Employees let off steam online

When Kristie Helms moved from Nashville to New York City four years ago, she experienced more than a little culture shock. The big-city office politics were foreign to the Southern belle, so she started documenting her workplace woes in an online journal.

"I recorded the nuances of cubicle life," says the communications professional. "Sometimes I wrote about what I was thinking or feeling. Sometimes I included excerpts from my boss's e-mails. I was trying to put the office politics into context."

Like Ms. Helms, plenty of workers are publishing weblogs, or blogs for short. Blogs are websites that allow users to post messages in the form of a diary. Blogs popped up on the Web about four years ago and have gained popularity - and generated controversy - ever since.

Companies like Blogspot and LiveJournal lead the blogging market with services that allow bloggers to begin publishing on the Web within minutes. There are more than 4 million hosted blogs today, according to Perseus Development Corp., a survey-software developer in Braintree, Mass. The company expects the "blogosphere" to exceed 5 million

users by the end of this year and 10 million by the end of 2004. Part of that growth comes from companies that use blogs to cut down on e-mails, faxes, and phone calls.

But legal experts warn that blogs can lead to problems for both employers and employees.

"Blogs can be valuable for storing business communications, collaborating with colleagues, and sharing information with clients and vendors," says John Lawlor, a business blogging strategist and author of the upcoming book "Blogging Matters."

At the Waltham, Mass., offices of Terra Lycos, a global Internet group, some employees use blogs to discuss technology issues while others use them to communicate with salesmen in the field.

"Blogging provides privacy and ... everyone in the group can contribute and share ideas," says Michael Sikillian, senior product marketing manager of Web publishing for Terra Lycos.

Despite the apparent value of blogging, Christopher Wolf, a partner at the Washington, D.C., law firm Proskauer Rose, advises clients not to start internal blogs and to keep a close eye on external blogs that mention the company's name.

"The biggest problem with blogging is that people don't often think as carefully as they should before their fingers start typing," says Mr. Wolf. "Errant thoughts and impulses that are recorded in a blog could someday be used against the company in a lawsuit or simply to disclose to the outside world confidential information or strategies."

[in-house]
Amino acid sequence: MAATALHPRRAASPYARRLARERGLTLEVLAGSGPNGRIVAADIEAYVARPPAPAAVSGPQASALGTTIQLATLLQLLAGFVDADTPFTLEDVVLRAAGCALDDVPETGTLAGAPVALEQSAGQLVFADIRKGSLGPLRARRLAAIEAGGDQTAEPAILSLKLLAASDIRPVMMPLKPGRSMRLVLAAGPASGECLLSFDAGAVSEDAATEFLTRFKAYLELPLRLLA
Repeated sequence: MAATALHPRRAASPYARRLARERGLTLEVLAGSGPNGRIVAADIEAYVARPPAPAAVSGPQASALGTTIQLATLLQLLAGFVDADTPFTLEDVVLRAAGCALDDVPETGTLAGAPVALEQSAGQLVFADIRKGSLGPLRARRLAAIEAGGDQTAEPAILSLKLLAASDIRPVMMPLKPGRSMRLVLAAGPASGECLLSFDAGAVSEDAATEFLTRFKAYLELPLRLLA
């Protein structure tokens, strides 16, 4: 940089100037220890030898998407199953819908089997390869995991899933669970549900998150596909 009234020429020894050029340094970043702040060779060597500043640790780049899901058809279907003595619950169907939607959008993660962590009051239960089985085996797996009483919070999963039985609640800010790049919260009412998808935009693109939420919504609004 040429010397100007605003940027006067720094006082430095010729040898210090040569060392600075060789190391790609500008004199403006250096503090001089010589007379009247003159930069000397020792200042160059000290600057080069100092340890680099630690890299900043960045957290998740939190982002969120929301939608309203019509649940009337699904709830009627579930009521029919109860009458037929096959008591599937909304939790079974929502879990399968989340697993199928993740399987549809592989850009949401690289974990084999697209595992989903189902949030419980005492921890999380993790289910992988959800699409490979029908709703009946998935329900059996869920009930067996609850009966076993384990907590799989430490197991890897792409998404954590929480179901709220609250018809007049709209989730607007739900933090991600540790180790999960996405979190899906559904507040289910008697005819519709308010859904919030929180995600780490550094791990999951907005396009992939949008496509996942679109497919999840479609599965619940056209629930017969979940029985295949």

There has yet to be any significant blogging lawsuit - except for the Church of Scientology's case against California blogger Diana Hsieh for suggesting that a link exists between Scientology and a firearms training facility. But Wolf says e-mail liability suits are a good precedent for blogging perils. Bill Gates's own e-mail, for example, came back to haunt him in the Microsoft antitrust case.

Legal experts say employers can ban inappropriate internal workplace blogging, but agree that there is little employers can do to prevent external blogs unless the blogger breaks libel laws. Many bloggers remain anonymous to avoid such liability. One website, for example, promotes the "Happy Fun Slander Corner" in which anonymous bloggers defame corporations and leak out internal memos daily.

"Nasty inside information and commentary about companies and management have long been distributed via anonymous message boards and the like," says Rich Hanley, a communications professor at the Quinnipiac University in Hamden, Conn. "Blogging just puts a more formal and routine structure to the rants of disgruntled employees."

Helms's public blog did not disclose the name of the insurance firm that employed her, and she says she refrained from raging rants, instead taking a humorous Dilbert-like approach to blogging. Once she posted all the e-mails her boss sent to her during a single workday and translated the written meaning into the intended meaning.

"My boss wrote, 'Could you please handle this project?' but what he really meant was 'I don't want to do this so I am passing it off to you,' " jokes Ms. Helms, who says she gets e-mails from people all over the country in response to her blog. She still can't figure out why anyone would want to read them or why Firebrand Books decided to publish her blogs in an upcoming book entitled, "Dish It Up, Baby!"

But Firebrand publisher Karen Oosterhous says the fact that blogs are recorded in real time gives them reader appeal.

"Cubicle dwellers love to see one of their own get an edge on management; witness the success of the cartoon Dilbert or the movie Office Space," she says. "The humor, the sarcasm, the emotional defense of the common worker is raw and immediate."

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